Ivanhoe signs 250kt/y copper rail deal for Lobito Atlantic corridor

IVANHOE Mines, which is developing the Kamoa-Kakula copper complex in the Democratic Republic of Congo (DRC), has agreed to rail up to 250,000 tons of copper annually to the Angolan port of Lobito along the newly-established Lobito Atlantic rail corridor.

Announcing this today at the Mining Indaba being held in Cape Town, Ivanhoe founder and executive co-chairman Robert Friedland said: “This transformative economic corridor will unlock more copper projects due to lower logistical costs.

“Cheaper logistics increase the amount of economically recoverable copper across the Copperbelt as cut-off grades can be lowered.

“This makes a significant impact on discoveries made in the DRC such as the recent high-grade and open-ended Kitoko copper discovery in the Western Foreland where we are stepping up exploration activities this year. Kitoko is located only 30kms from the existing rail line.”

The Reserve Capacity Agreement reached will allocate Kamoa-Kakula the right to transport along the Lobito Corridor a minimum of 120,000 tons and a maximum of 240,000 tons annually of copper blister-anode or concentrate. Initial trial shipments along the line began in December last year.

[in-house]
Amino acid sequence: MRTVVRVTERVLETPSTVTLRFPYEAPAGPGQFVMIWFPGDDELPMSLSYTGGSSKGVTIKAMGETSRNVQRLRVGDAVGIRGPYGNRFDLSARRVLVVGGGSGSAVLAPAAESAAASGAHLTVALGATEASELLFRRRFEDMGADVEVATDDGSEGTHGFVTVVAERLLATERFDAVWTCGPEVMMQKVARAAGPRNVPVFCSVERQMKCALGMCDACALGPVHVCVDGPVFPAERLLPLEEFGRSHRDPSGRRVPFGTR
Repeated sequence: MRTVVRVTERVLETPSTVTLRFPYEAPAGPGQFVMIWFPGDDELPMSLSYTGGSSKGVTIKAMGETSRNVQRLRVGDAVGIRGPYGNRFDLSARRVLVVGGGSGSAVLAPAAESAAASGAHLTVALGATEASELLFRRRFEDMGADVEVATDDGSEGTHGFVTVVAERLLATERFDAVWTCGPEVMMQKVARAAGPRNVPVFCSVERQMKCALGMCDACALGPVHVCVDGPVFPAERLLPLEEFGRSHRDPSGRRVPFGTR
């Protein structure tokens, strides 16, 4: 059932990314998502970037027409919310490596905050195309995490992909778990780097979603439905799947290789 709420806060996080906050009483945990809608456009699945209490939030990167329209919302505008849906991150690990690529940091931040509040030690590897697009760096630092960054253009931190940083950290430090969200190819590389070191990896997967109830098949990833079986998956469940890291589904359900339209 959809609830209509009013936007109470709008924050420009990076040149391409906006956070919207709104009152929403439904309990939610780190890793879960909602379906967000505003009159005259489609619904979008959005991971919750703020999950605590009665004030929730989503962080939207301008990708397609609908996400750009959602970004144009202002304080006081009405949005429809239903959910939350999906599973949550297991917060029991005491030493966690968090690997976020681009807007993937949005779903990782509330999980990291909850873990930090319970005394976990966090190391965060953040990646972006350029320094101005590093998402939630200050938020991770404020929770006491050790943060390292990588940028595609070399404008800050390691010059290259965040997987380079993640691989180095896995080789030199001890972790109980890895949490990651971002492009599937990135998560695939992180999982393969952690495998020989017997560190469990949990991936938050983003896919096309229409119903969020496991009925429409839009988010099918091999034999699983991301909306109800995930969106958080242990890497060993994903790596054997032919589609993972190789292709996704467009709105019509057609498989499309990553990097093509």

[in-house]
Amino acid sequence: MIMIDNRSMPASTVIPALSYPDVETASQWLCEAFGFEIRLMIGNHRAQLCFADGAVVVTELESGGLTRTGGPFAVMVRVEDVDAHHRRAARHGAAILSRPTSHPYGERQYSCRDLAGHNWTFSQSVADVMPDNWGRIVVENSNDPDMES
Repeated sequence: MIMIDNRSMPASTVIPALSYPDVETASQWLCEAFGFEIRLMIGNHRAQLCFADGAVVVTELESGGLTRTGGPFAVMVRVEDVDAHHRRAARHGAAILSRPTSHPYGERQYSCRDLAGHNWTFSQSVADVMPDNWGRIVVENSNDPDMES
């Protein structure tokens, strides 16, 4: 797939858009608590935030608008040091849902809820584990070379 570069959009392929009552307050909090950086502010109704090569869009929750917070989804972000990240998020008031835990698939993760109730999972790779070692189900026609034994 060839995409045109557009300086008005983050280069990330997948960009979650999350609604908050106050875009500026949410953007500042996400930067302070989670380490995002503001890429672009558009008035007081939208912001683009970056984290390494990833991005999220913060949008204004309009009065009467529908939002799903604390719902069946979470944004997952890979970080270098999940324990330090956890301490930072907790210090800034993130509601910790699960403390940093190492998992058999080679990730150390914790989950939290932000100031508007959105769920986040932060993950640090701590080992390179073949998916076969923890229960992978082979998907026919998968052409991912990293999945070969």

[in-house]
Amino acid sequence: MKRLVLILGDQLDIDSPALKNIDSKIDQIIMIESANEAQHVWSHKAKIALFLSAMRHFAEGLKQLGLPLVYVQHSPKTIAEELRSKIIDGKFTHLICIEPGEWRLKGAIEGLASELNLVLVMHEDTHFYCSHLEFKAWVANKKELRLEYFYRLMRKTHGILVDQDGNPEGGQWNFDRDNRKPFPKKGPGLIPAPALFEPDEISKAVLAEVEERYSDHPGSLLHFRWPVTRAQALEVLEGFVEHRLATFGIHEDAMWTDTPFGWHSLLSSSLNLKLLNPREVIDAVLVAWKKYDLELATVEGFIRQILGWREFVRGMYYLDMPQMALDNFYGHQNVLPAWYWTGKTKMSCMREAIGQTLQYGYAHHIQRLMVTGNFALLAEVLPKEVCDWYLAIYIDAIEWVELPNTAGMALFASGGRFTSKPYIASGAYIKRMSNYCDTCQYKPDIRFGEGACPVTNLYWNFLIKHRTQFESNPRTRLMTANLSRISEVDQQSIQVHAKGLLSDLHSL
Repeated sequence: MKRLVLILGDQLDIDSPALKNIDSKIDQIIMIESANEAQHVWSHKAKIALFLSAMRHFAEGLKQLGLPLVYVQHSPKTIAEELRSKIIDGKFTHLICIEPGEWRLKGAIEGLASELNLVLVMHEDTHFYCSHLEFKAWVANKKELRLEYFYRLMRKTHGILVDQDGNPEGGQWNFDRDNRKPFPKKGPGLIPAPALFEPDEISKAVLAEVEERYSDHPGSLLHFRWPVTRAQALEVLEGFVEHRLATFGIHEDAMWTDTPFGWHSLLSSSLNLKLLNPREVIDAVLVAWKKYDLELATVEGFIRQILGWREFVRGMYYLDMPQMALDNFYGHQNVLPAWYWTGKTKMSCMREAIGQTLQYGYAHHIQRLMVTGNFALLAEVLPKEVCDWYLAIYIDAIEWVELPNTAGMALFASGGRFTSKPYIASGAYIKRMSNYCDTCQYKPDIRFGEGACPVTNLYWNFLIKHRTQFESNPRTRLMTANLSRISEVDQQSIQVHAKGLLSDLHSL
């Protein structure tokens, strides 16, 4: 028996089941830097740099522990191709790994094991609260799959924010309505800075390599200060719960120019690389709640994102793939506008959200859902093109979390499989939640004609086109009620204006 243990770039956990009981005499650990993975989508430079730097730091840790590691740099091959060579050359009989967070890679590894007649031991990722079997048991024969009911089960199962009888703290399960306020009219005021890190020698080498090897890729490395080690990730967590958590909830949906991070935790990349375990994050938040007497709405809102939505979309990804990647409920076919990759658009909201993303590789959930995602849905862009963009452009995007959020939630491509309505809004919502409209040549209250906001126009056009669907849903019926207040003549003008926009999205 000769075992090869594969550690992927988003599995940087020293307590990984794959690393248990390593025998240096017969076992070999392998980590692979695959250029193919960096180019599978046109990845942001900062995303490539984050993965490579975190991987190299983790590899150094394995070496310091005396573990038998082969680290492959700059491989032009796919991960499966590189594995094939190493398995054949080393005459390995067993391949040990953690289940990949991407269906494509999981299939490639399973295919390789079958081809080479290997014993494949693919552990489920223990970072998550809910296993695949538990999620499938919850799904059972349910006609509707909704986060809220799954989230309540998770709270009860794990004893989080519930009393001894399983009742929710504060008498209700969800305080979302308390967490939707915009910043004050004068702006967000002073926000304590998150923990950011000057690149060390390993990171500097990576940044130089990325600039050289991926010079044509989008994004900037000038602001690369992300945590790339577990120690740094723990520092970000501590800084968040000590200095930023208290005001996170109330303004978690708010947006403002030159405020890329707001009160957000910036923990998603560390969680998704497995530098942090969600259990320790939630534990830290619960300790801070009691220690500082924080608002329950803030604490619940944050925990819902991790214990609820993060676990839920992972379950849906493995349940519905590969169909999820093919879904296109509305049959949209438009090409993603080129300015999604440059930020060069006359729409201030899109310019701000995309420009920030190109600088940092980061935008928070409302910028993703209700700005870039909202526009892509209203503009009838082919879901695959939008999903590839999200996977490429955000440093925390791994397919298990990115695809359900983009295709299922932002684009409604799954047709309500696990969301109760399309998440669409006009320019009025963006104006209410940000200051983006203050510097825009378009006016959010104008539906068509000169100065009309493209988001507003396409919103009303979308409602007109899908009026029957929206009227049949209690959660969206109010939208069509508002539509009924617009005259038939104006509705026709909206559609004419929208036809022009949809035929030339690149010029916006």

Friedland made it clear in his presentation that development of the copper resources of the DRC is crucial to meeting the huge surge in global demand for copper to meet alternative energy requirements as well as rocketing military demand for the metal.

He repeated previous estimates that the world would require 700 million tons (Mt) of copper to be produced in the next 22 years which was about the same amount of copper that had been produced historically since 4000BC. “Where the hell is this metal supposed to come from and how are we going to mine it?” he asked.

He commented that most of this metal would have to be mined in Africa which is home to an estimated 30% of the world’s remaining mineral resources and he described the DRC as “the epicentre of mining on this planet”.

Friedland pointed out that global copper supply was actually declining at present commenting, “We lost more than a million tons of copper supply just this year.”

He added that the current copper price was not high enough to justify building environmentally sound major copper mines at high elevations in South America where many of the world’s current major copper mines were situated.